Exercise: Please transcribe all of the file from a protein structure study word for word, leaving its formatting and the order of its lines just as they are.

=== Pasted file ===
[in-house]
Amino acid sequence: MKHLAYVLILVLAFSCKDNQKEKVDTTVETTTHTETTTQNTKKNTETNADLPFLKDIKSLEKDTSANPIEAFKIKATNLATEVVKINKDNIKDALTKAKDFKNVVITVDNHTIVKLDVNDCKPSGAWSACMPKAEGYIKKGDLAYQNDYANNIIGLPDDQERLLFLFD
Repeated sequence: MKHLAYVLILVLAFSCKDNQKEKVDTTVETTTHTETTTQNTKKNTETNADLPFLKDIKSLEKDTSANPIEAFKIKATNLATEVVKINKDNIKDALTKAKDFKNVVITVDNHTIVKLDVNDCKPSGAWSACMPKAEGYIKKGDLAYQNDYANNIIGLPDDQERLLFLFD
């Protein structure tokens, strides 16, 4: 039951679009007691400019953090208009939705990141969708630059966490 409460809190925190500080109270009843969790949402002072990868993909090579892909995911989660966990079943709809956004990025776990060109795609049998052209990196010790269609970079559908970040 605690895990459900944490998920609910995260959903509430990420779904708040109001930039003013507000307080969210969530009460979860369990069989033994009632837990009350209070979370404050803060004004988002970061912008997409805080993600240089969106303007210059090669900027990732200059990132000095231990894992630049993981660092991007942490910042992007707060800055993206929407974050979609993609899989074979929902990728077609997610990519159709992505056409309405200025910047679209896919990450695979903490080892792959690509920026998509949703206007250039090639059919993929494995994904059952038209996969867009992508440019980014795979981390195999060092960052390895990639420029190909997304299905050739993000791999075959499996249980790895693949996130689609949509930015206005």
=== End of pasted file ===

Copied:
[in-house]
Amino acid sequence: MKHLAYVLILVLAFSCKDNQKEKVDTTVETTTHTETTTQNTKKNTETNADLPFLKDIKSLEKDTSANPIEAFKIKATNLATEVVKINKDNIKDALTKAKDFKNVVITVDNHTIVKLDVNDCKPSGAWSACMPKAEGYIKKGDLAYQNDYANNIIGLPDDQERLLFLFD
Repeated sequence: MKHLAYVLILVLAFSCKDNQKEKVDTTVETTTHTETTTQNTKKNTETNADLPFLKDIKSLEKDTSANPIEAFKIKATNLATEVVKINKDNIKDALTKAKDFKNVVITVDNHTIVKLDVNDCKPSGAWSACMPKAEGYIKKGDLAYQNDYANNIIGLPDDQERLLFLFD
């Protein structure tokens, strides 16, 4: 039951679009007691400019953090208009939705990141969708630059966490 409460809190925190500080109270009843969790949402002072990868993909090579892909995911989660966990079943709809956004990025776990060109795609049998052209990196010790269609970079559908970040 605690895990459900944490998920609910995260959903509430990420779904708040109001930039003013507000307080969210969530009460979860369990069989033994009632837990009350209070979370404050803060004004988002970061912008997409805080993600240089969106303007210059090669900027990732200059990132000095231990894992630049993981660092991007942490910042992007707060800055993206929407974050979609993609899989074979929902990728077609997610990519159709992505056409309405200025910047679209896919990450695979903490080892792959690509920026998509949703206007250039090639059919993929494995994904059952038209996969867009992508440019980014795979981390195999060092960052390895990639420029190909997304299905050739993000791999075959499996249980790895693949996130689609949509930015206005």